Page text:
8 D’Alkaine CV, Souza LMM, Nart FC. The anodic behavior of Niobium – II. General experimental electrochemical aspects. Corrosion Science. 1993;34(1):117-127.

9 Vijayan SM, Göen T, Dennerlein K, Horch RE, Ludolph I, Drexler H, et al. Calcium, magnesium and aluminium ions as decontaminating agents against dermal fluoride absorption following hydrofluoric acid exposure. Toxicology In Vitro. 2021;71:105055. http://dx.doi.org/10.1016/j.tiv.2020.105055.

10 Habazaki H, Oikawa Y, Fushimi K, Aoki Y, Shimizu K, Skeldon P, et al. Importance of water content in formation of porous anodic niobium oxide films in hot phosphate–glycerol electrolyte. Electrochimica Acta. 2009;54:946-951.

11 Kirchgeorg R, Wei W, Lee K, So S, Schmuki P. Through-hole, self-ordered nanoporous oxide layers on titanium, niobium and titanium–niobium alloys in aqueous and organic nitrate electrolytes. ChemistryOpen. 2012;1:21-25.

12 Cavigliasso GE, Esplandiu MJ, Macagno VA. Influence of the forming electrolyte on the electrical properties of tantalum and niobium oxide films: an EIS comparative study. Journal of Applied Electrochemistry. 1998;28:1213-1219.

13 Di Quarto F, Piazza S, Sunseri C. Electrical and mechanical breakdown of anodic films on tungsten in aqueous electrolytes. Journal of Electroanalytical Chemistry. 1988;248:99-115.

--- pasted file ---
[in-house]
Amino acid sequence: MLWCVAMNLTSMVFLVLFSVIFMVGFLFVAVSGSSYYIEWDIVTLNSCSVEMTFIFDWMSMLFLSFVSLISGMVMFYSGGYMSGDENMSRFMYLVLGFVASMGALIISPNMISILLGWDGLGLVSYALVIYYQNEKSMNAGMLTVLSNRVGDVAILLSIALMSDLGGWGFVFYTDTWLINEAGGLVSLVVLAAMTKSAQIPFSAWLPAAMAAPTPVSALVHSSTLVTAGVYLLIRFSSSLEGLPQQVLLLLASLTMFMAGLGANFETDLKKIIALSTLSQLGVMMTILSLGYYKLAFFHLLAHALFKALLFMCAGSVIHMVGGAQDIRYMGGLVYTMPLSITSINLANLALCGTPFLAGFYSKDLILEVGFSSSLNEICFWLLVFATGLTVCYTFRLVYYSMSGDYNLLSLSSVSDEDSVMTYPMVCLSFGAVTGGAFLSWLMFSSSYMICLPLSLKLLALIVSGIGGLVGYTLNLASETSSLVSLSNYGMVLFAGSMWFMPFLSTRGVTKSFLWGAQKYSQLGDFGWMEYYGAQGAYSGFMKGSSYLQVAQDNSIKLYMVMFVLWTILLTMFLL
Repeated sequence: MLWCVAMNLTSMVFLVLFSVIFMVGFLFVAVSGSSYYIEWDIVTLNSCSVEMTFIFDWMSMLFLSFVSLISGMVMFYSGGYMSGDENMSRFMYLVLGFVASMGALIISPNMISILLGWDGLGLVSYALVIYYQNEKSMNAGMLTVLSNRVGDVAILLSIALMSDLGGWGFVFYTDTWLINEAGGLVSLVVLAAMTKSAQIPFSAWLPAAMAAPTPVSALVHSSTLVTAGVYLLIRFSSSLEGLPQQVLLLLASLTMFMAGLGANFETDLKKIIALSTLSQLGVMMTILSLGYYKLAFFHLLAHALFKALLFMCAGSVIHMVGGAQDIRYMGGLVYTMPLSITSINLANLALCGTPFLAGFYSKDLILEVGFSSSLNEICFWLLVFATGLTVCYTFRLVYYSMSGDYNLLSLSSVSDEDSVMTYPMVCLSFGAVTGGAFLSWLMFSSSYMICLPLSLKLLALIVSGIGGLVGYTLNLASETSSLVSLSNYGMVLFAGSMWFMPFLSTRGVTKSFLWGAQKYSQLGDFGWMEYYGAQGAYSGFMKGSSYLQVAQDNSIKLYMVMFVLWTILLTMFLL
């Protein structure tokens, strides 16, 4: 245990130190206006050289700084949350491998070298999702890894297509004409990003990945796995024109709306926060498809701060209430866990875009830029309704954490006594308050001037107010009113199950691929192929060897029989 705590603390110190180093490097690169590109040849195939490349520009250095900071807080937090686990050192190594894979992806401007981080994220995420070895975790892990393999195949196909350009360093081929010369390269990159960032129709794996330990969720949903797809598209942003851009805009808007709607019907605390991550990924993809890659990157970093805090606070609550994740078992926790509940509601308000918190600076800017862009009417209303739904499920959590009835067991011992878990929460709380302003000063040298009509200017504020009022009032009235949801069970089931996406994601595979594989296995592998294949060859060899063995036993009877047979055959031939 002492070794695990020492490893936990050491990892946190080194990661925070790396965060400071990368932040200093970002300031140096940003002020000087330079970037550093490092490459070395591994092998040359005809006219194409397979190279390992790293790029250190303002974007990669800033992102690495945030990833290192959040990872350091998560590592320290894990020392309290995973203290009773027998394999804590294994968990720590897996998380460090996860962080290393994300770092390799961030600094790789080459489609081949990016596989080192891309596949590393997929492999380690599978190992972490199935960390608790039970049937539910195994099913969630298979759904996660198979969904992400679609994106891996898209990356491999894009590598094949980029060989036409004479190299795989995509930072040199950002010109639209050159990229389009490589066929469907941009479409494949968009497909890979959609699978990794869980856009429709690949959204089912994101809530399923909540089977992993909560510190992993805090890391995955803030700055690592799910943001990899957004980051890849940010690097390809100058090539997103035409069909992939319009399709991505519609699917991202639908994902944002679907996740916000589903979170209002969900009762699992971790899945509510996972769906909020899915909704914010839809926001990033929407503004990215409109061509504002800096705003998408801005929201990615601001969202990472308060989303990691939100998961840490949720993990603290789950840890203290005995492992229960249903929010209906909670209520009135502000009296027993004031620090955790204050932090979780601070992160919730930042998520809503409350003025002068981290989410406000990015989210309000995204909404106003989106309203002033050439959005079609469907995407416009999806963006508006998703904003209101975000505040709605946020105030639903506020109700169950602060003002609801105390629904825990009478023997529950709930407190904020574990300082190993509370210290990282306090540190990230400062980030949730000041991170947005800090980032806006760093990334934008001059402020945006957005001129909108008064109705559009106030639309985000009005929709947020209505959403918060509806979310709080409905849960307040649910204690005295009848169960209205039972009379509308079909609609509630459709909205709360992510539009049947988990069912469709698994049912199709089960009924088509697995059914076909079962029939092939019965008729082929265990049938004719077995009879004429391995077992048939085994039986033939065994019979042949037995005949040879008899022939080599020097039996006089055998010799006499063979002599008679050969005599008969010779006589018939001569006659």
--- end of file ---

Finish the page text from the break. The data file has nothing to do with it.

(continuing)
14 Hornkjol S. Anodic growth of passive films on niobium and tantalum. Electrochimica Acta. 1991;36:1443-1446.

15 Yahalom J, Zahavi J. Experimental evaluation of some electrolytic breakdown hypotheses. Electrochimica Acta. 1971;16:603-607.

16. Marcolin P, Longhi M, Caio L, Zini LP, Beltrami LVR, Silva JC, et al. Obtaining niobium oxides in acetic acid with addition of HF. Tecnolologia em Metalurgia, Materiais e Mineração. 2018;15(1):35-42.

17 Ikonopisov S. Theory of electrical breakdown during formation of barrier anodic films. Electrochimica Acta. 1977;22:1077-1082.

18 Oliveira, C. T. Caracterização microestrutural e Eletroquimica de óxidos de nióbio crescidos por anodização [tese]. Porto Alegre: Programa de Pós-graduação em Engenharia de Minas, Metalúrgica e de Materiais, Escola de Engenharia, Universidade Federal do Rio Grande do Sul; 2007.

19 Baron-Wiecheć A, Burke MG, Hashimoto T, Liu H, Skeldon P, Thompson GE, et al. Tracer study of pore initiation in anodic alumina formed in phosphoric acid. Electrochimica Acta. 2013;113:302-312. http://dx.doi.org/10.1016/j.electacta.2013.09.060.

20 Ma Y, Wen Y, Li J, Li Y, Zhang Z, Feng C, et al. Fabrication of self-ordered alumina films with large interpore distance by janus anodization in citric acid. Scientific Reports. 2016;6(1):1-8. http://dx.doi.org/10.1038/srep39165.

21 Stella K. Electronic dissipation processes during chemical reactions on surfaces. Duisburgo-essen: Disserta Verlag; 2011. 256 p.

Submetido em:

Aceito em:

611bf17fa953952ced303d54 tmm Articles
Links & Downloads

Tecnol. Metal. Mater. Min.

Share this page
Page Sections